Baku guests increasingly visiting world’s first tanker museum – VIDEO REPORT


The number of visitors to the Surakhani tanker-museum operating in Baku is growing every day. Not only local residents, but also tourists visit the world’s first tanker museum. Here, guests have the opportunity to get to know the history of the Caspian Sea and shipping in the country, the selfless work of the heroic Azerbaijani sailors.

Report’s employee visited the tanker-museum “Surakhani,” examined the halls, got acquainted with the exhibits.

Museum visitors are provided with the first unique 360-degree screen in Azerbaijan with detailed information about both the history of Azerbaijan and navigation.

Museum guide Leyla Bagirova told Report that most of the visitors to the tanker museum are schoolchildren and students: “There are also enough tourists among the visitors. They also take pictures here and leave with pleasant impressions.”

Entrance to the museum costs 5 manats, the fee for a group of 8-10 people is 3 manats per person, while schoolchildren and students will have to pay 2 manats. For families of martyrs and participants in the Second Karabakh War, admission to the museum is free.

On March 1 last year, Azerbaijani President Ilham Aliyev attended the opening of the world’s first tanker museum Surakhani, which combines the past, present and future of navigation with ancient history.

It is no coincidence that the Surakhani tanker was chosen for the museum’s creation. This vessel was one of the largest and most modern tankers of its time. Sailing in the Caspian Sea, the Surakhani ship played a big role in the history of Azerbaijan’s oil transportation by sea, which began with the world’s first tanker “Zoroaster.” The tanker “Surakhani” with a length of 123.5 meters and a deadweight of 4,696 tons belongs to the type of vessels “Engineer A. Pustoshkin,” launched for the first time in the Caspian Sea in 1957. The decision to turn the Surakhani tanker, which until recently was used as an oil refinery of the shipping company, into a museum was made in 2017.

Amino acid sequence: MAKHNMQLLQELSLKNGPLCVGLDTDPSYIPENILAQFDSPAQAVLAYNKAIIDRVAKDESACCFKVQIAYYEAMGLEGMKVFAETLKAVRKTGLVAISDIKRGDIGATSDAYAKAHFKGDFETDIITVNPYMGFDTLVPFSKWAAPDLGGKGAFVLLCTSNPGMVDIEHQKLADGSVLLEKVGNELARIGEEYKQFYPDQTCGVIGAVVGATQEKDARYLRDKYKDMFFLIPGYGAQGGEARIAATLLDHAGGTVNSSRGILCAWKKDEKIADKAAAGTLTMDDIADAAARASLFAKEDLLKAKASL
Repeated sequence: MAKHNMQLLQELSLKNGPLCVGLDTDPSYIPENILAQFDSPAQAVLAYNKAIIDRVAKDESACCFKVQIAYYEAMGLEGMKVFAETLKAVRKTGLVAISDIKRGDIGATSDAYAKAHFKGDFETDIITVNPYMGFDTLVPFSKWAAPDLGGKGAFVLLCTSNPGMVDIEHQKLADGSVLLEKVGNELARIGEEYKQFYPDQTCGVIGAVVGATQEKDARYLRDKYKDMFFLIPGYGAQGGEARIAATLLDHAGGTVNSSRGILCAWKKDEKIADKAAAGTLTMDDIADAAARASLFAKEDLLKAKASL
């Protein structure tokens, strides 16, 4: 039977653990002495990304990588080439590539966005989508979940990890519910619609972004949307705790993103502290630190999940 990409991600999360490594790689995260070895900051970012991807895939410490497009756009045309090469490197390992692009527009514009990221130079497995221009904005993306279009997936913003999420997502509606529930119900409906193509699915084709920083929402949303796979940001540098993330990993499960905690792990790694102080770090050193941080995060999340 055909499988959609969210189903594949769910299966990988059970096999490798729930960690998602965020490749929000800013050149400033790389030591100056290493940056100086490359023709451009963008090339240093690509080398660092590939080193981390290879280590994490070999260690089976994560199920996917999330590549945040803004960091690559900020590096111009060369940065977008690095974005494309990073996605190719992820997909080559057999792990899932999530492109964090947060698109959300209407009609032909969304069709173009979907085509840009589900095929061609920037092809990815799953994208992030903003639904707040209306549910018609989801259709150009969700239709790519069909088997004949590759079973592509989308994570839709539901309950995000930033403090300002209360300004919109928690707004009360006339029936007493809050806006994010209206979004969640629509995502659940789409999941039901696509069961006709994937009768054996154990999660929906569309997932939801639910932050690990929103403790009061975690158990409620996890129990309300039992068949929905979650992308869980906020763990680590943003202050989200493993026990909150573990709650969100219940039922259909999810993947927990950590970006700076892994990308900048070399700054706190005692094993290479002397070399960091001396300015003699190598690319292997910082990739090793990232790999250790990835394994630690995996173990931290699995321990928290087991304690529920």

To turn the tanker into a museum, the ship was overhauled and reconstructed. For this purpose, the personnel and technical resources of the Bibi-Heybat ASCO Shipyard and Khazar LLC were mobilized. More than 2,000 ship repairmen were involved in the repair and reconstruction of the hull and other parts of the ship.

When creating the museum, the experience of such countries as the UK, the Netherlands and Turkey, which have ancient shipping traditions, was used. In order for the museum ship to meet international standards, cooperation was established with more than 100 influential foreign and local companies.

The concept and design of the project was presented by the British company FreemanXP. Having implemented many successful projects, the company has 90 years of experience in this field. The project was developed by the Dutch company Hypsos, which is distinguished by its professionalism in the design of world-famous museums, scientific centers and pavilions of various subjects.

DP: Vugar Khanlarov

Editor: Sabuhi Mammadov